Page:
Euphoria around the electoral reforms as a measure to make the general election 2018 more credible or less controversial may, thus, be misplaced. It is politics that will decide; and in politics, realities and facts serve just as meek reference points. The more important is the narrative woven around them or even in total disregard of them.
This brings in the second main player in the election processes — the political parties. Mirroring the state’s delivery apparatuses, they too lack the capacity to manage their own elections operation. Does any party have a cadre of trained political agents to monitor polling at each of the roughly 80,000 stations that will be set for the next elections? If parties had the capacity to maintain a quality oversight, it could hugely improve election operations.
But the parties don’t have a cadre training programme. Their internal structures are absent or weak and, as often discussed, they are least democratic in their internal operations. They definitely have a defence based on historic and political facts, but let’s be fair — the parties have resisted doing even what was achievable. Instead, they have found it more opportune to convert the electoral deficiencies into a quick buck that could be encashed in the political market.
The just-passed law is the work of the Parliamentary Committee that was set up three years ago to counter Pakistan Tehreek-e-Insaf (PTI) allegations of rigging in 2013 elections. The party had scant parliamentary strength of 35 seats in the house of 342 but its street politics kicked up a storm and enabled it to project itself to the national stage. The allegations of rigging in elections paid huge political dividends to the PTI, far more than the elections did themselves. The governing Pakistan Muslim League-Nawaz, obviously, wanted to rob the opposition of this gain.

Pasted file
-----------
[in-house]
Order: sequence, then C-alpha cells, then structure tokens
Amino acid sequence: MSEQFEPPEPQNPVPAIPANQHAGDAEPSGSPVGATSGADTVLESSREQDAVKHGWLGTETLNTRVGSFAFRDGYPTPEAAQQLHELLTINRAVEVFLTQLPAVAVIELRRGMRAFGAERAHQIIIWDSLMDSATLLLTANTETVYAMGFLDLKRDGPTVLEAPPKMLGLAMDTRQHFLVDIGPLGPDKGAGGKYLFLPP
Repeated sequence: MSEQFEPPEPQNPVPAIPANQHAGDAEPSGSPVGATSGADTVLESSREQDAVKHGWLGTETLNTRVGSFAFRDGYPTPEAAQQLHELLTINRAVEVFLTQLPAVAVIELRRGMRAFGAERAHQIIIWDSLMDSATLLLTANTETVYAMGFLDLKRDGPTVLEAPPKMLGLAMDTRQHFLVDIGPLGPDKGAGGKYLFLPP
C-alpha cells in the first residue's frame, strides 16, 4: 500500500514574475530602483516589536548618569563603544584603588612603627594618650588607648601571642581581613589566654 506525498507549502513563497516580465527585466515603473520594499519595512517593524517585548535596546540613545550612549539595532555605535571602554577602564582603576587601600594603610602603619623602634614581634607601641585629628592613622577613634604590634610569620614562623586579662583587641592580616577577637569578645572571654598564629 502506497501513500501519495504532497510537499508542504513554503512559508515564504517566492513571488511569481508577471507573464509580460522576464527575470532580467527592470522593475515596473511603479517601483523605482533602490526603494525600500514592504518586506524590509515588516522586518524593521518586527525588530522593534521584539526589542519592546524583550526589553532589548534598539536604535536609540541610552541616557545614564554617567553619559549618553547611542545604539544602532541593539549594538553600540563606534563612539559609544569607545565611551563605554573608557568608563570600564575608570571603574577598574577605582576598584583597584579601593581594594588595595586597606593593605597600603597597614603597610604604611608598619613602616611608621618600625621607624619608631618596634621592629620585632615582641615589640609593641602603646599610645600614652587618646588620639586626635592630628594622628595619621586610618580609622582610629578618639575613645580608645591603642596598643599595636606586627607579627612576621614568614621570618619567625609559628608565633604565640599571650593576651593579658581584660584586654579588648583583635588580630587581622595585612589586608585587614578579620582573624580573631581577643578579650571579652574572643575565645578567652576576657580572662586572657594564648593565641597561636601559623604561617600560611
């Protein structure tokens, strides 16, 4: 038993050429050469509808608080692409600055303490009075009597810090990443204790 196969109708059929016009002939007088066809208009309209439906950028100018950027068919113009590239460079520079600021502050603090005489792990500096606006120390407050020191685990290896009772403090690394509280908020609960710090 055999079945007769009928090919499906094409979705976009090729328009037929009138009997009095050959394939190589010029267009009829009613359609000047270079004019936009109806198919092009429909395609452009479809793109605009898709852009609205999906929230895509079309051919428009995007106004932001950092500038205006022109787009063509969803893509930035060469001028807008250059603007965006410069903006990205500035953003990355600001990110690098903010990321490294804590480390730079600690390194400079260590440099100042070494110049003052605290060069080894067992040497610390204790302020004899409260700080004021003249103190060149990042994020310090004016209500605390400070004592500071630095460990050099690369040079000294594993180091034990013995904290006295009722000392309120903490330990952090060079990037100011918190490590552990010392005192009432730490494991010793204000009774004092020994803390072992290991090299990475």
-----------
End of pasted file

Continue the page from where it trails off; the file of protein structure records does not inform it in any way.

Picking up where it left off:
The electoral reform process, thus, was a result of the politics for which creating the perceptions of who is the real champion of high values was more important than the substance of reforms. The new election law is enacted 40 years after the earlier one, the improvement, however, is marginal, lacklustre and procedural in nature.
More importantly, the new law remains the subject of the same politics. The PTI has refused to endorse it. The party’s main objections relate to giving voting rights to overseas Pakistanis and introducing electronic voting machines and biometric verification of voters at the polling station. These additions have the potential of bringing in new challenges that the state machinery cannot meet within the span of two elections. They will also pose their own unique sets of problems that can make elections as controversial as the ones held under existing system, if not more. The electronic voting machines leave behind no paper trail, making the settlement of counting disputes almost impossible.
But facts and realities now play an increasingly shrinking role in politics. The more important thing for the opposition parties is that they don’t want to be seen endorsing a step forward, howsoever small it may be, taken by the sitting government and they definitely don’t want to lose the ground for launching another campaign to protest rigging in general elections 2018.